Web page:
661 Sackett St., Brooklyn
Rating: 3 of of 5 L's
Visiting this boxy little boite is like hitting the housewarming party of a couple that just rented their first apartment together. (So, if you're going through a break-up, subtract an L and grab a seat that faces away from the squared-off dark-wood bar.) Lovebird owners Ann Jhun and Michael Ragolia are still getting settled in—some wiring snakes out from the exposed brick, houseplants in mismatched pots sit on the windowsills, an amateur oil painting hangs on the wall, and a tiny silver TV is shoved up in the corner. The mirrors pasted to the wall may have been left by the previous owners, along with the ceiling fan.
Still, you can imagine the couple behind the bar falling in love with this snug and homey space the moment they set their eyes on it. As soon as all the patrons are plied with beer and house cocktails, the owners give each other a little squeeze and pull apart wearing matching silly grins, beaming at this little piece of heaven they've found on a Park Slope side street.
The cocktail list is scribbled on a blackboard in tiny lettering, and $8 house drinks all skew to the sweeter side of the beverage spectrum. The signature Sackett cocktail blends Johnny Walker Red with amaretto, Cointreau, and a splash of orange bitters, and even their jalapeno daiquiri—rum muddled with hot peppers and lime—gets doused with simple syrup.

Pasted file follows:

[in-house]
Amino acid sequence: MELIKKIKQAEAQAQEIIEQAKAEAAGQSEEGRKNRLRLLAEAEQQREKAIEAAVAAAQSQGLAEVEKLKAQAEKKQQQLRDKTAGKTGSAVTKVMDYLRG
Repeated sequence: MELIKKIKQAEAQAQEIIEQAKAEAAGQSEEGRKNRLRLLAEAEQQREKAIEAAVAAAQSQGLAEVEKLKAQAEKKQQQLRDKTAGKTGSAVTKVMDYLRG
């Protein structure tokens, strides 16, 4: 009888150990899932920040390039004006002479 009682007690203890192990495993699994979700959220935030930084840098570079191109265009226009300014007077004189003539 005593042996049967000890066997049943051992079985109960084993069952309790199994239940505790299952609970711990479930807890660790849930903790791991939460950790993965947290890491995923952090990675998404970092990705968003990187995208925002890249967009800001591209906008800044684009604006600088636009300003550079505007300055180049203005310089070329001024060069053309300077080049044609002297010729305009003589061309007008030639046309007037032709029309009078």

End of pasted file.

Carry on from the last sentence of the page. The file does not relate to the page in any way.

If you don't have a sweet tooth, stick with the four beers on tap from respectable breweries like Sixpoint, Victory, Troegs and Smuttynose. And stop by before 7pm for happy hour specials like $1 Genesee Cream Ales on Mondays and Tuesdays. By mid-November, the bar will also be serving up chip-and-dip plates and toasted sandwiches—the proposed menu includes prosciutto, gorgonzola and pear on a ciabatta, and turkey, cranberry chutney and pepper jack on a roll.
There's an indie-heavy jukebox on the wall, but the soundtrack is often handled by an iPod on shuffle. While pouring a Manhattan into a martini glass, Jhun apologizes for the playlist, explaining that some of the tracks on the new Flaming Lips album are almost unlistenable out of context. The Lips' sound collage is dispersed by Jeff Buckley's musty but accessible "Last Goodbye." Combining two divergent music libraries can be a challenge for any couple, but the love in this bar seems built to last.